Protecting your church’s right to religious expression

By Frank Sommerville, JD, CPA

Since the beginning of the United States, marriage has always been subject to detailed rules.

Love is patientReligious organizations treated weddings as a religious ceremony, defining marriage rules by their theology. Since the state government cannot force every citizen to participate in a religious wedding ceremony presided over by a religious official, states created alternative wedding rules that were religiously neutral. The states allowed wedding ceremonies to the presided over by a civil official, usually a judge or justice of the peace.

Weddings also create marriages. The states created rules for making and dissolving marriages. These rules are also independent from any religiously based rules for making and dissolving marriages. Since marriage was a fundamental building block for society, federal, state and local governments created incentives for its citizens to marry and rules governing its dissolution.

The two wedding and marriage systems (religious and state) co-existed for the first 200 years the United States existed. The systems were compatible because the state recognized that the religious rules did not apply to them and the religious community agreed to comply with the state rules that did not conflict with their sincerely held religious beliefs. The systems began diverging in 1966 when California adopted the first no-fault divorce. The state would no longer follow the religious community rules for divorce. While some religious communities refused to recognize divorces based on the no-fault rules, most religious communities accepted divorces granted by the state.

The next major divergence of the two systems occurred June 2015. The United States Supreme Court determined that states could no longer define marriage as one man and one woman because it deprived certain individuals of the incentives created to reward married individuals. The old system violated the equal protection clause in the United States Constitution because it deprived individuals of the marriage incentives unless the marriage was a heterosexual marriage. The Supreme Court decision requires all government agencies to recognize same-sex marriages on the same basis as it has recognized heterosexual marriages. The result is that participants in same-sex marriages must receive the same treatment and benefits as a heterosexual marriage when it comes to the government.

The United States Supreme Court decision did not address the religious aspects of weddings and marriages. The Court left those issues to another day.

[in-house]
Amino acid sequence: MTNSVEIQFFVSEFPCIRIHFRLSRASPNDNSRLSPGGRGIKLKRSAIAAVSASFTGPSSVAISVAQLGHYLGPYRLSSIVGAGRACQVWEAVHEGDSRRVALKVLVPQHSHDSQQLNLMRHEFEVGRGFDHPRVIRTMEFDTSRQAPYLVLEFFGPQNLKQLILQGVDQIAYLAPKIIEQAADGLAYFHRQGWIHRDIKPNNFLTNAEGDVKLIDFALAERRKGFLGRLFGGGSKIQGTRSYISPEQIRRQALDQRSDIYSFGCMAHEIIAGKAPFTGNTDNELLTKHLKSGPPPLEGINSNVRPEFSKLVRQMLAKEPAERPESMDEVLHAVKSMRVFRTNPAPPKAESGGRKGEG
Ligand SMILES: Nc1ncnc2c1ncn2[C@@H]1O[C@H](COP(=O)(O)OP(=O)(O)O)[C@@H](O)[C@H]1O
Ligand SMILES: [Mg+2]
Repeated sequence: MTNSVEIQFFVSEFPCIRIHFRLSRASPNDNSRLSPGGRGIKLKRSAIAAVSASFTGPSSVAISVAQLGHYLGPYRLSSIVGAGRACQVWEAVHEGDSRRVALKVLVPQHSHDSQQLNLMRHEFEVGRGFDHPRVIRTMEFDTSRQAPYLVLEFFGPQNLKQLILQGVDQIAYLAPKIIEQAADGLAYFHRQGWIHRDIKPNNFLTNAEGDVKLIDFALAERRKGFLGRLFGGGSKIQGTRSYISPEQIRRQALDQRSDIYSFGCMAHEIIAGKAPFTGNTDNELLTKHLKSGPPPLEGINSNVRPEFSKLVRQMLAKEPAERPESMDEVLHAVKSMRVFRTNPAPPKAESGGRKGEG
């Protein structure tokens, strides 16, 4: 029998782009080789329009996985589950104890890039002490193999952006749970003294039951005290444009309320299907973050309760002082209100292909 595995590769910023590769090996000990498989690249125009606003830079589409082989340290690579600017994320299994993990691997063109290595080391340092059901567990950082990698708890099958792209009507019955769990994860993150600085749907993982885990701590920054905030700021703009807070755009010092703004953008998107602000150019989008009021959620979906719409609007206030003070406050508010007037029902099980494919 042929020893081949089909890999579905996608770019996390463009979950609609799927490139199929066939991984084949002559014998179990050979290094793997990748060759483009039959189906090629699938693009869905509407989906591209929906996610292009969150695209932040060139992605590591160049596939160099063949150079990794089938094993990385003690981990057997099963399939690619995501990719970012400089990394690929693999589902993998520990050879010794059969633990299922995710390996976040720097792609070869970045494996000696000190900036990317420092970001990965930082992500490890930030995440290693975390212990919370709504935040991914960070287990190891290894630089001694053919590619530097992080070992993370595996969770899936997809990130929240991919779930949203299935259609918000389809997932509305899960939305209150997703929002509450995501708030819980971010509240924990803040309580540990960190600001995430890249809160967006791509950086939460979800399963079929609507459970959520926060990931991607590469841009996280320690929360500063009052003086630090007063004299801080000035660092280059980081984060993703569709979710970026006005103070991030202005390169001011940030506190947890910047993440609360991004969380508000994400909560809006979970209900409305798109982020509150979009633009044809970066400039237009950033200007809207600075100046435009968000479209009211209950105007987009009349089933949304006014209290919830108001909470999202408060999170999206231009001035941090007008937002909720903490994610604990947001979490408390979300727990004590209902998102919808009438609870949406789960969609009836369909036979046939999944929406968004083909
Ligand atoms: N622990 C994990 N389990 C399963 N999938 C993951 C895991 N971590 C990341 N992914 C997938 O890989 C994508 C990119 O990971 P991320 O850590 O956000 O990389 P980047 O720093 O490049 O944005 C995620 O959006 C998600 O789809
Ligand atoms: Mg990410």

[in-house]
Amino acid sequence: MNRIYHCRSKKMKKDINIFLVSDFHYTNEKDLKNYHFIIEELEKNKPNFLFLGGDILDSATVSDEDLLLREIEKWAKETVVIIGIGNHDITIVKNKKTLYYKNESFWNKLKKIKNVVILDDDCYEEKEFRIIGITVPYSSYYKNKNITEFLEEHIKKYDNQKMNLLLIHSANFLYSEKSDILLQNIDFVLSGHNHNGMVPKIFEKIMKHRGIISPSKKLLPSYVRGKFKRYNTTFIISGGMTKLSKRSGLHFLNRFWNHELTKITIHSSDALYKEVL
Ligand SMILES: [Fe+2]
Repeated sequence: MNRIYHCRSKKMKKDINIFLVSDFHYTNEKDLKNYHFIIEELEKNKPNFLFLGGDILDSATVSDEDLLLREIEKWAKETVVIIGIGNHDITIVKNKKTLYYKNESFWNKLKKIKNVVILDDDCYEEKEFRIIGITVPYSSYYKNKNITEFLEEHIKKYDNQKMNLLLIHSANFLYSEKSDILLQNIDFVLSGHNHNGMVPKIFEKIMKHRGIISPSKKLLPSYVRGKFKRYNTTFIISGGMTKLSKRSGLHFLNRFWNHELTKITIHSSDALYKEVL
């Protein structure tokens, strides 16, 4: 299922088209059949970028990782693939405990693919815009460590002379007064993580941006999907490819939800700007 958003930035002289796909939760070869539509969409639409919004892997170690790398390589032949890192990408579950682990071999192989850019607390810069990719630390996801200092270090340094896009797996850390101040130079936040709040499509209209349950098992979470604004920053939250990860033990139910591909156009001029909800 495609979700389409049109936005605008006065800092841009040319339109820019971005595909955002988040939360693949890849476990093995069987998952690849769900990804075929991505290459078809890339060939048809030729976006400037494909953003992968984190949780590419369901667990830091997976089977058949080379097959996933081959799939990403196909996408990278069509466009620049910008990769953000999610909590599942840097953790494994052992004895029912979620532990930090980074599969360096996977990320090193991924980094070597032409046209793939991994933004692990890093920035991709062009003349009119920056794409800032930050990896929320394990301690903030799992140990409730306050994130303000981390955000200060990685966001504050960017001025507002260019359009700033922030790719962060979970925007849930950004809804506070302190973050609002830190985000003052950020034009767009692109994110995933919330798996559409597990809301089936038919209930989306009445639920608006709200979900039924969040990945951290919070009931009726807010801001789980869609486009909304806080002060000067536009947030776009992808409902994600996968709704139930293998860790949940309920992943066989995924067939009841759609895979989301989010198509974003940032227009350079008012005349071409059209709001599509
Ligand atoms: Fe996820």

What it means for churches

Some churches have incorrectly interpreted the Supreme Court decision as requiring the church to treat same-sex weddings and marriages the same as it treats heterosexual weddings and marriages. While some churches have embraced the Supreme Court decision — and have altered their policies and procedures to authorize same-sex marriage — many churches have sought guidance on how to best protect themselves from the government imposing same-sex weddings and marriages upon them. The church might also have exposure in two areas: facilities use and employment.

Facilities use. Many churches strive to be center of the community’s activities. They take pride that they host a wide variety of groups in their facilities. In some communities, the church has the largest gathering space in the entire community.

In many instances, the local government or school district is a frequent user of church facilities. This philosophy might create issues for the church. If the church rents its facilities to a government entity, the church cannot have any say in how the government entity uses the church’s facilities. For example, if the church agreed to rent its facilities to the county, and the county uses the facilities for the justice of the peace office, the church cannot object when that justice of the peace performs a same-sex wedding in the leased facilities.

Some states and local governments have passed a law that prevents unlawful discrimination by facilities that are open to the public. Some of these laws include sexual orientation, sexual perception and gender identity as classes of individuals protected from discrimination. These statutes are used against Christian business owners who refuse their services to same-sex weddings.

While many of these public accommodation laws provide an exemption for churches, the issue is whether the extensive public use of the facilities has converted the church facilities into public use facilities covered by these statutes. In some states, the state has made the property tax exemption contingent upon the church being the exclusive user of the facilities. If the church allows nonmembers to use the church for a wedding, then the church could lose its property tax exemption.

Employment. Subsequent to the Supreme Court decision, the Equal Employment Opportunity Commission (“EEOC”) announced that it considered discrimination on the basis of sexual orientation, sexual perception, gender identity and same-sex marriage to be unlawful under Title VII (nondiscrimination in employment). The EEOC believes that gender discrimination includes sexual orientation, gender identity and sexual perception. It also believes that marital status discrimination includes same-sex marriages. It has begun to litigate cases addressing this issue.